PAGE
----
* arXiv admin note: substantial text overlap with arXiv:2005.01148
This paper proposes a vision and research agenda for the next generation of news recommender systems (RS), called the table d'hote approach. A table d'hote (translates as host's table) meal is a sequence of courses that create a balanced and enjoyable dining experience for a guest. Likewise, we believe news RS should strive to create a similar experience for the users by satisfying the news-diet needs of a user. While extant news RS considers criteria such as diversity and serendipity, and RS bundles have been studied for other contexts such as tourism, table d'hote goes further by ensuring the recommended articles satisfy a diverse set of user needs in the right proportions and in a specific order. In table d'hote, available articles need to be stratified based on the different ways that news can create value for the reader, building from theories and empirical research in journalism and user engagement. Using theories and empirical research from communication on the uses and gratifications (U&G) consumers derive from media, we define two main strata in a table d'hote news RS, each with its own substrata: 1) surveillance, which consists of information the user needs to know, and 2) serendipity, which are the articles offering unexpected surprises. The diversity of the articles according to the defined strata and the order of the articles within the list of recommendations are also two important aspects of the table d'hote in order to give the users the most effective reading experience. We propose our vision, link it to the existing concepts in the RS literature, and identify challenges for future research.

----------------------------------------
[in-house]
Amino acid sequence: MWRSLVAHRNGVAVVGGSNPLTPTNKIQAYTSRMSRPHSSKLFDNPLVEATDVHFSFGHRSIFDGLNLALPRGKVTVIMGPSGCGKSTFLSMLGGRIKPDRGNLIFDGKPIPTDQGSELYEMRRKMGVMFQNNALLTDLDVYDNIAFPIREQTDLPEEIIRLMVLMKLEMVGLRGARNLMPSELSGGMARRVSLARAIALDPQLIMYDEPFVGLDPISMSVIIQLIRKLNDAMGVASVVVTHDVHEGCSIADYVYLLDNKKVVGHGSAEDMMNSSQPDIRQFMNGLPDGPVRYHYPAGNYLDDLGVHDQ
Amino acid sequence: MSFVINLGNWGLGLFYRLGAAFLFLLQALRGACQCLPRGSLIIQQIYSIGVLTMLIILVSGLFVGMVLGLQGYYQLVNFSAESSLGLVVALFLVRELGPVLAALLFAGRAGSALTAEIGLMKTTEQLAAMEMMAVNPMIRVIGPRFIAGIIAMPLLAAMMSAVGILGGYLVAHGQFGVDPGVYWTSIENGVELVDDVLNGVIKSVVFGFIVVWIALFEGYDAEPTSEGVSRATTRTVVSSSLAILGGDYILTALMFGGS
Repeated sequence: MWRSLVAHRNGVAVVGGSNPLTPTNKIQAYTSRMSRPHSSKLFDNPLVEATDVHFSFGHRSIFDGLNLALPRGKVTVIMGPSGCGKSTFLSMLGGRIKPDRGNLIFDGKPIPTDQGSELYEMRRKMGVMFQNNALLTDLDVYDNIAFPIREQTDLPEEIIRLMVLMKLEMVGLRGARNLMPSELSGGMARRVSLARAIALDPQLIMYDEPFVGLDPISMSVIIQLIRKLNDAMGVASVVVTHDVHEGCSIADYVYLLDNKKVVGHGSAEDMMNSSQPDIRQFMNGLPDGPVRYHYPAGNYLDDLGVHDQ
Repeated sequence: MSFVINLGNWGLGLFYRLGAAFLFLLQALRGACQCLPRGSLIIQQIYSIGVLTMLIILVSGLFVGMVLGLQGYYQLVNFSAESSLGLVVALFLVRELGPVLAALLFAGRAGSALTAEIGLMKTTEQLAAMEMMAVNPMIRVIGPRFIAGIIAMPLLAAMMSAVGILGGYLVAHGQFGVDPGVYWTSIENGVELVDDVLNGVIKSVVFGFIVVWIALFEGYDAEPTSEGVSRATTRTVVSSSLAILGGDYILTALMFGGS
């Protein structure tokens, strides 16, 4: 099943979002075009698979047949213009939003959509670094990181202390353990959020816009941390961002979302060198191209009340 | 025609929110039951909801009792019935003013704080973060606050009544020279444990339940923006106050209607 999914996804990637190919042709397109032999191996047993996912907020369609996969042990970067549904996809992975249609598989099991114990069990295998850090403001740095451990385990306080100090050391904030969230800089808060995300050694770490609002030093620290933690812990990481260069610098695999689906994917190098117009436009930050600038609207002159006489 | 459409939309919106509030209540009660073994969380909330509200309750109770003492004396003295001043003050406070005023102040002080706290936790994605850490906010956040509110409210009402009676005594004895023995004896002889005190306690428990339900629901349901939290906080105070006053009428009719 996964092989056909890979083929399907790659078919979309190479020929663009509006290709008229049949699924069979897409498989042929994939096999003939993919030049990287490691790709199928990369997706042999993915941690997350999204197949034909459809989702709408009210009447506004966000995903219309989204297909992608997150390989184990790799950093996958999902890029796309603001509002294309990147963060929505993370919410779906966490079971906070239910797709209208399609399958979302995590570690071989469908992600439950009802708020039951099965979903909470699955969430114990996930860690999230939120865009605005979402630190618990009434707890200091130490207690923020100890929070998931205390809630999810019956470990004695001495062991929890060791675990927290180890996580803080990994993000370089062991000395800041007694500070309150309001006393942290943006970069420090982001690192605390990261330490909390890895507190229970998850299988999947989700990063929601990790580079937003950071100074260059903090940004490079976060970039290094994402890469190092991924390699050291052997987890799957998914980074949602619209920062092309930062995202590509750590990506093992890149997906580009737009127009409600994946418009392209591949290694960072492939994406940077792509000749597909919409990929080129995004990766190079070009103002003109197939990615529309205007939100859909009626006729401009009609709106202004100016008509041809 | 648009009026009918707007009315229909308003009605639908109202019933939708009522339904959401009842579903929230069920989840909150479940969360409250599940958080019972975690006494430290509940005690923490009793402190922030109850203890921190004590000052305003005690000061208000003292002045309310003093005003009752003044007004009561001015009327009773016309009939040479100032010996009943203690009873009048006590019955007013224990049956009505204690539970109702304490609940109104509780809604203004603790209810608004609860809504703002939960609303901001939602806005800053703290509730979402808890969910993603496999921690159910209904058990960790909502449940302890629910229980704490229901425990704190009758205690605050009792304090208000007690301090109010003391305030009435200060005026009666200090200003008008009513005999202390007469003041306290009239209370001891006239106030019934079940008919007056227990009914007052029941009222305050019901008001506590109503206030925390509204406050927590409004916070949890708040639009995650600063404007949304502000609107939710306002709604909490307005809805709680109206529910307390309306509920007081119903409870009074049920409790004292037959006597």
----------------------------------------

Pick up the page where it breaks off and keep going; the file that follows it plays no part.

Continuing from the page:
* WWW '21 Companion, April 19-23, 2021, Ljubljana, Slovenia